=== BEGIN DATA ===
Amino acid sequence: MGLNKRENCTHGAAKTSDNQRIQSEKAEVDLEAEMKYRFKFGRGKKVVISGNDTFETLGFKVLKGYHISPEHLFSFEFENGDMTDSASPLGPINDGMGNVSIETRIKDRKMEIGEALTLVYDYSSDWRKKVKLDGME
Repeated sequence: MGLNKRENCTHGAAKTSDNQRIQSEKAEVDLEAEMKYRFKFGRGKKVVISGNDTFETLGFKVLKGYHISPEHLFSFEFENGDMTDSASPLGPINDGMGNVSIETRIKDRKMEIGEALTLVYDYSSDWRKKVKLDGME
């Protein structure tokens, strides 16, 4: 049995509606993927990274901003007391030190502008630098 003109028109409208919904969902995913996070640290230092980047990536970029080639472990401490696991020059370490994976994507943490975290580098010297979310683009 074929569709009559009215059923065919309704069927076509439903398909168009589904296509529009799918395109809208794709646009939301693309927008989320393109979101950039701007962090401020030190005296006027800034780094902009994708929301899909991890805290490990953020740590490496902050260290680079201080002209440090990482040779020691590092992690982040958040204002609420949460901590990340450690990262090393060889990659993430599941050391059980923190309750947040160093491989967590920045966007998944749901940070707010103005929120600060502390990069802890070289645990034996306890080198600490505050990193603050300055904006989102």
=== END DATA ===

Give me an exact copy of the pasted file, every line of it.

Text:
Amino acid sequence: MGLNKRENCTHGAAKTSDNQRIQSEKAEVDLEAEMKYRFKFGRGKKVVISGNDTFETLGFKVLKGYHISPEHLFSFEFENGDMTDSASPLGPINDGMGNVSIETRIKDRKMEIGEALTLVYDYSSDWRKKVKLDGME
Repeated sequence: MGLNKRENCTHGAAKTSDNQRIQSEKAEVDLEAEMKYRFKFGRGKKVVISGNDTFETLGFKVLKGYHISPEHLFSFEFENGDMTDSASPLGPINDGMGNVSIETRIKDRKMEIGEALTLVYDYSSDWRKKVKLDGME
């Protein structure tokens, strides 16, 4: 049995509606993927990274901003007391030190502008630098 003109028109409208919904969902995913996070640290230092980047990536970029080639472990401490696991020059370490994976994507943490975290580098010297979310683009 074929569709009559009215059923065919309704069927076509439903398909168009589904296509529009799918395109809208794709646009939301693309927008989320393109979101950039701007962090401020030190005296006027800034780094902009994708929301899909991890805290490990953020740590490496902050260290680079201080002209440090990482040779020691590092992690982040958040204002609420949460901590990340450690990262090393060889990659993430599941050391059980923190309750947040160093491989967590920045966007998944749901940070707010103005929120600060502390990069802890070289645990034996306890080198600490505050990193603050300055904006989102």